4. Really doing everything by hand. This is where you either downloaded the binary in a simple Zip file or other archive format, or the Makefile for your source complilation doesn't take care of the installation for you. Then you have the joy of copying the application directory to some standard location (eg. /usr/local/), copying/creating a startup binary, script, or symbolic link in a directory listed in the PATH environment variable (eg. /usr/local/bin/ so you can easily start it up from the command line), manually setting any environment variables your application needs, and optionally creating shortcuts/startup icons and the like on your desktop. I've only had to descend to this level of fiddling to install Limewire and a few of the less commonly used compilers (the Intel C compiler and Digital Mars D).

    Anyway, hope that helped more than it smothered. I've never used a Live CD so I don't know how much you actually can install on a Linux system that doesn't have a permanent residence on your machine - where exactly are your downloads being saved?
     
    Last edited: May 20, 2009
  8. ElectricFetus Sanity going, going, gone Valued Senior Member

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    go to systems > administration > synaptic package manager, search for all these items (there all there as "python-") click the little box on the right, hit "mark to install" hit apply, it will warn you of other add ons that it wants to install with it - let it, done.
     
  9. Syzygys As a mother, I am telling you Valued Senior Member

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    Thanks for the help from both of you. Since Electric's advice is one sentence, I will try to follow that one...

    Well, the game was downloaded and unzipped, but after that it wasn't obvious what extension I need to click on or execute. Anyhow, I should get the HD today, and will try with a proper HD installation instead of using the Live CD.

    I also looked into installing Ubuntu on a laptop, and oh boy, that looks like a real pain, because of making the wireless to work.
     
    Last edited: May 20, 2009
  10. Syzygys As a mother, I am telling you Valued Senior Member

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    HD has arrived, I am put it in the junk computer first and installing Ubuntu , takes about 15-20 minutes.

    Right now what I am curious about is the performance difference between running it from the Live CD and from the HD, specially if it affects the internetspeed. My guess is that loading the pages will be nearly the same, but scrolling the page and handling it should be faster.
     
  11. przyk squishy Valued Senior Member

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    The binary, if you actually downloaded a binary package, will most likely be in a file with either the game's name or an abbreviated version of it, in lowercase, and with no extension. But you could also have downloaded a Python game (*.py), or a source tarball. Do you mind linking to this Zip file? I'm becoming curious about what's inside it.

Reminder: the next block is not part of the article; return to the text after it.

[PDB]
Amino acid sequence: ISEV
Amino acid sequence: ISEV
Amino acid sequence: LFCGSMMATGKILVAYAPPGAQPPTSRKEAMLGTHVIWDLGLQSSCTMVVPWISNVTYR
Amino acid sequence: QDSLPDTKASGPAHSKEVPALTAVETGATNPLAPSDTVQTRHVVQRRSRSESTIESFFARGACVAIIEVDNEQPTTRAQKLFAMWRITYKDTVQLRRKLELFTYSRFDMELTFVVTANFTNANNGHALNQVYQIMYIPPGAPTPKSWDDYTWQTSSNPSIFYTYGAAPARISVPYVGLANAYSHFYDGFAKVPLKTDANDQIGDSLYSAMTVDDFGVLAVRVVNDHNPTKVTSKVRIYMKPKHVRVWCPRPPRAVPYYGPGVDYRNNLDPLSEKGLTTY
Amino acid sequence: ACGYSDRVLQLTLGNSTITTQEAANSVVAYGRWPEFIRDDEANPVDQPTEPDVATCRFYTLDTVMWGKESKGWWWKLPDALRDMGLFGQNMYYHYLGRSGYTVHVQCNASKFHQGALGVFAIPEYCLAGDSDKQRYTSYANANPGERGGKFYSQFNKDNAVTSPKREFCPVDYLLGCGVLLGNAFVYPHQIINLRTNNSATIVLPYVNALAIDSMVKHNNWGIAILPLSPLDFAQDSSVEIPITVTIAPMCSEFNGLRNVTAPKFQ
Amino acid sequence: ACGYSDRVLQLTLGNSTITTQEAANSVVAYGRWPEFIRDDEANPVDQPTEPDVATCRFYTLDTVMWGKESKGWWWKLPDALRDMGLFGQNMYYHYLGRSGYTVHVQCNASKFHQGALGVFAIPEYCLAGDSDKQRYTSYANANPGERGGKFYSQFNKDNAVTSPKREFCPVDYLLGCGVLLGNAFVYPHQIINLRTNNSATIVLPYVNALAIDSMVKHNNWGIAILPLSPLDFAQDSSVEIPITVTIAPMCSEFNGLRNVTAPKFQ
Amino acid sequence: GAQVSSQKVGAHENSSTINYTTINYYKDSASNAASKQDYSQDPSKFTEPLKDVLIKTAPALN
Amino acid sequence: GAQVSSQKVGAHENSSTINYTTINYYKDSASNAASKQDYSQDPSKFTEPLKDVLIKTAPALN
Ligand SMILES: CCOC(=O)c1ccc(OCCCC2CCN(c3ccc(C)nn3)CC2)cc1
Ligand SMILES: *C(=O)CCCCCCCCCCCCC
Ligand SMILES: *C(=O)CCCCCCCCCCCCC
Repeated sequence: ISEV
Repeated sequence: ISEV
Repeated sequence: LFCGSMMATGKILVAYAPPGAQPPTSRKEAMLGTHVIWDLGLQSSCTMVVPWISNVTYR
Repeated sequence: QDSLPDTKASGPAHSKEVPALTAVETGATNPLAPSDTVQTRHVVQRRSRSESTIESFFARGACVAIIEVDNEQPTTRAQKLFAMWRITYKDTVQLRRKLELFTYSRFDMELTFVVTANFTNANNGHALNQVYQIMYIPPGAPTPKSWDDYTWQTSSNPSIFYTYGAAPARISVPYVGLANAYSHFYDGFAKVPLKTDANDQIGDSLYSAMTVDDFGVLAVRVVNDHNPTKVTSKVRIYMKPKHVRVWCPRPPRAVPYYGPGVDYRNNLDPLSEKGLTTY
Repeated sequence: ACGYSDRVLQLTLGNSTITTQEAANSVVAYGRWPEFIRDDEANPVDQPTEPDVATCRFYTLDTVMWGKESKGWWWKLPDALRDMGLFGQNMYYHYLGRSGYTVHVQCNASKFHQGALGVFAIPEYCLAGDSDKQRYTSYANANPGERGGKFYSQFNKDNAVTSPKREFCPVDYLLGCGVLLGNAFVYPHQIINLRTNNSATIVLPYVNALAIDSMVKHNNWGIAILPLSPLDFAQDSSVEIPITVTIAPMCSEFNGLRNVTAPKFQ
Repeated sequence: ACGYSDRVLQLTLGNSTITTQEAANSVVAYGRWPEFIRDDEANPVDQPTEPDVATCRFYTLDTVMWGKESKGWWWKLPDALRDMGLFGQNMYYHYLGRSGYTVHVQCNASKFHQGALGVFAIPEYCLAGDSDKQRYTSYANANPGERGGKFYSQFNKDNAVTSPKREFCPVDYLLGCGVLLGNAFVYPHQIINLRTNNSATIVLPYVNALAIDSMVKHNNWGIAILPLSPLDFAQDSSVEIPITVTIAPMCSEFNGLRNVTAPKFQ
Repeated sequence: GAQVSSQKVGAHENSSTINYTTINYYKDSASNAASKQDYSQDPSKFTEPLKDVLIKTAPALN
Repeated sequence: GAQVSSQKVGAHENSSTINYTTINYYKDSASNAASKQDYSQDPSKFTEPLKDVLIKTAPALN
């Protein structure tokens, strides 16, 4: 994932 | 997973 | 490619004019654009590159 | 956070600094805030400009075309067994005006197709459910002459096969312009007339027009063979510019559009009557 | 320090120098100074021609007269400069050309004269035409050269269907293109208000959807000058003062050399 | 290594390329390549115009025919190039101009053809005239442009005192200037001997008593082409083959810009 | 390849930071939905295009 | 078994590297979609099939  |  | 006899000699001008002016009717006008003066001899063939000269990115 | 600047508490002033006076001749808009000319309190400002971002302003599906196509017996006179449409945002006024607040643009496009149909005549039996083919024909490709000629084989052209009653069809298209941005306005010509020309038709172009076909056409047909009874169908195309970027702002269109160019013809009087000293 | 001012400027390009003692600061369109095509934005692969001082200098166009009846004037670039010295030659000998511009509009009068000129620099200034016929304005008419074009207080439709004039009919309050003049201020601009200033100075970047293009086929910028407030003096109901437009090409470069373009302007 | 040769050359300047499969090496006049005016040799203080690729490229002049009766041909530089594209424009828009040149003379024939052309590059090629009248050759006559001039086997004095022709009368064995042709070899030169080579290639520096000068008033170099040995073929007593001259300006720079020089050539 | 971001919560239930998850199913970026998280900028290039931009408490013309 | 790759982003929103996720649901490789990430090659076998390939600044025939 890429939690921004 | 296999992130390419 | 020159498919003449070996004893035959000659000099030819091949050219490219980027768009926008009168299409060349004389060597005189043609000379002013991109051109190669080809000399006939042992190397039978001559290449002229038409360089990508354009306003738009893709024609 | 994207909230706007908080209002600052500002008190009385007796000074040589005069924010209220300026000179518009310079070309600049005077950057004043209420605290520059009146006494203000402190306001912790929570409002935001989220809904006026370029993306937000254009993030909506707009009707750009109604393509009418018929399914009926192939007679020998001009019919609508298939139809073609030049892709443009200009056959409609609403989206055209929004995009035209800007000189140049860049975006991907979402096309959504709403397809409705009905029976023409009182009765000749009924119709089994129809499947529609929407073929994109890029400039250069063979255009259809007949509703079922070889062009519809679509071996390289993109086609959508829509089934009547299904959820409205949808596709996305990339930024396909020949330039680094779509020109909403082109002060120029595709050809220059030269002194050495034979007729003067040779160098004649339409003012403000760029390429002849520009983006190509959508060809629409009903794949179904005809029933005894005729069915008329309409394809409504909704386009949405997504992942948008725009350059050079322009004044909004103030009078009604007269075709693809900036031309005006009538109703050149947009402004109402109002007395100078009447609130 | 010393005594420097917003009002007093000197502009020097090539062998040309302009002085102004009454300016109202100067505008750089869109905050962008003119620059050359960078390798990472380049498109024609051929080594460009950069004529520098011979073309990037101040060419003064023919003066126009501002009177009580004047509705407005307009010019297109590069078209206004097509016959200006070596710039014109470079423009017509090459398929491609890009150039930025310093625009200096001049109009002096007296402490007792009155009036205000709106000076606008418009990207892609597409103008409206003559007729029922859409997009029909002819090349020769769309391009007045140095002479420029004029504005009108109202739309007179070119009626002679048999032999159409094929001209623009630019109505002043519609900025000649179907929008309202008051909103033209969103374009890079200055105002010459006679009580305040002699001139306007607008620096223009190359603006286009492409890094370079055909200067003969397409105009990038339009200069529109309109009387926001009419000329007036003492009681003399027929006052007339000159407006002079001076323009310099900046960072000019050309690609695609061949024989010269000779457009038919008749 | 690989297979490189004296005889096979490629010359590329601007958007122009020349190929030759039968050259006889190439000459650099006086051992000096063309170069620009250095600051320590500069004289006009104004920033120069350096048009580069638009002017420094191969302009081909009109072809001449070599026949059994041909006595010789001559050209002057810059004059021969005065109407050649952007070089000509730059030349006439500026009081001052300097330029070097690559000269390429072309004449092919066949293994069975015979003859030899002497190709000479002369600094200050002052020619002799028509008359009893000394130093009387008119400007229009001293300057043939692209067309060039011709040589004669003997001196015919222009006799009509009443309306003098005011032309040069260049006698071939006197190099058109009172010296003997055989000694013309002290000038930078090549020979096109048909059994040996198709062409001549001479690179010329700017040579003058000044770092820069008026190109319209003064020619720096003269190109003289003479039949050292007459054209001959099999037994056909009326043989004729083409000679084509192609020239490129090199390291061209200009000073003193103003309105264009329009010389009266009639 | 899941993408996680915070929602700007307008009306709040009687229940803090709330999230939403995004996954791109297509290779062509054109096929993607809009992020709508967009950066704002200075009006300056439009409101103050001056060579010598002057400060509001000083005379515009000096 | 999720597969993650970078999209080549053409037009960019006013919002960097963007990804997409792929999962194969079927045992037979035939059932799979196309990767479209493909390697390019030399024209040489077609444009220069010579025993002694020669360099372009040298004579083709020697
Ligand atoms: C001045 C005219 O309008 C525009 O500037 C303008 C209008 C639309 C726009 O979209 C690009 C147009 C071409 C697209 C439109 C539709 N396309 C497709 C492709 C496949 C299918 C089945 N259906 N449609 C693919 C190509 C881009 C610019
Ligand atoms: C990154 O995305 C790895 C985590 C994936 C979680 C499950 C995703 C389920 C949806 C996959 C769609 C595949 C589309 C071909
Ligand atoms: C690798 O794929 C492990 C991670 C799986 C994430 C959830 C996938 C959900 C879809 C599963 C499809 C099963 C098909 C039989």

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    Personally, I've been using Linux for about 5 years now and, unlike under Windows, I rarely download executables in zip files and I can't remember ever running a program by double-clicking on the file icon in a file manager. I've always either clicked on a desktop shortcut/menu entry or simply run from the shell (not that I'm aware of any reason not to double click the executable - Linux is just a different operating system than Windows and this is one of the ways I'm accustomed to using it differently).

    Well if you're brave/patient enough to give it a shot, your best bet is probably Ndiswrapper (which allows you to use Windows XP Wireless drivers under Linux). It takes a bit of configuring, but it's what worked for me. Note that just a few years ago, getting your touchpad and power management to work on a laptop would have been something to worry about. Under Linux the one thing that never seems to work (for me, at least) is dialup "softmodems", but I don't expect to need my modem for more than another year or so.
     
    Last edited: May 20, 2009
  12. przyk squishy Valued Senior Member

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    If you plan on dual-booting, be aware that Windows installers tend to wipe the HD master boot record, so you'd have to manually (re)install the Linux boot loader. The simplest way of avoiding this is to install Windows first, then Linux.
     
  13. ElectricFetus Sanity going, going, gone Valued Senior Member

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    Works fine on my laptop, what kind of laptop though?
     
  14. Syzygys As a mother, I am telling you Valued Senior Member

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    Yes, I am aware, but I will play with this for a week or so just Ubuntu installed. If I like it, I just keep it and order another HD for the kid's machine.